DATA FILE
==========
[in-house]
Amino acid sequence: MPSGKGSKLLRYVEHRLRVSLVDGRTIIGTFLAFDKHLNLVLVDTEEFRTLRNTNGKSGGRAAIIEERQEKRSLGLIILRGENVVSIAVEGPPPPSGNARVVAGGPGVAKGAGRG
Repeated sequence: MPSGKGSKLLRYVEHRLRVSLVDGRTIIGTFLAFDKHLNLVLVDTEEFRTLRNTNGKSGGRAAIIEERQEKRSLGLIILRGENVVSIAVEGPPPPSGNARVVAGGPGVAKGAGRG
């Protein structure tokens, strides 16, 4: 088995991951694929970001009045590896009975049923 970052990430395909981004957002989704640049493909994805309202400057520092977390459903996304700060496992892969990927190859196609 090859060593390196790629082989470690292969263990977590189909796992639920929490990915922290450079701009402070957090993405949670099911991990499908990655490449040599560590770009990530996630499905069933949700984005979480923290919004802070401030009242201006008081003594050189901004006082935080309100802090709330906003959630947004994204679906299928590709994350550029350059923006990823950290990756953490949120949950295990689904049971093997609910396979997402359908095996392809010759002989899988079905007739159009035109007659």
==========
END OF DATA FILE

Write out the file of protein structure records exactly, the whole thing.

[in-house]
Amino acid sequence: MPSGKGSKLLRYVEHRLRVSLVDGRTIIGTFLAFDKHLNLVLVDTEEFRTLRNTNGKSGGRAAIIEERQEKRSLGLIILRGENVVSIAVEGPPPPSGNARVVAGGPGVAKGAGRG
Repeated sequence: MPSGKGSKLLRYVEHRLRVSLVDGRTIIGTFLAFDKHLNLVLVDTEEFRTLRNTNGKSGGRAAIIEERQEKRSLGLIILRGENVVSIAVEGPPPPSGNARVVAGGPGVAKGAGRG
């Protein structure tokens, strides 16, 4: 088995991951694929970001009045590896009975049923 970052990430395909981004957002989704640049493909994805309202400057520092977390459903996304700060496992892969990927190859196609 090859060593390196790629082989470690292969263990977590189909796992639920929490990915922290450079701009402070957090993405949670099911991990499908990655490449040599560590770009990530996630499905069933949700984005979480923290919004802070401030009242201006008081003594050189901004006082935080309100802090709330906003959630947004994204679906299928590709994350550029350059923006990823950290990756953490949120949950295990689904049971093997609910396979997402359908095996392809010759002989899988079905007739159009035109007659």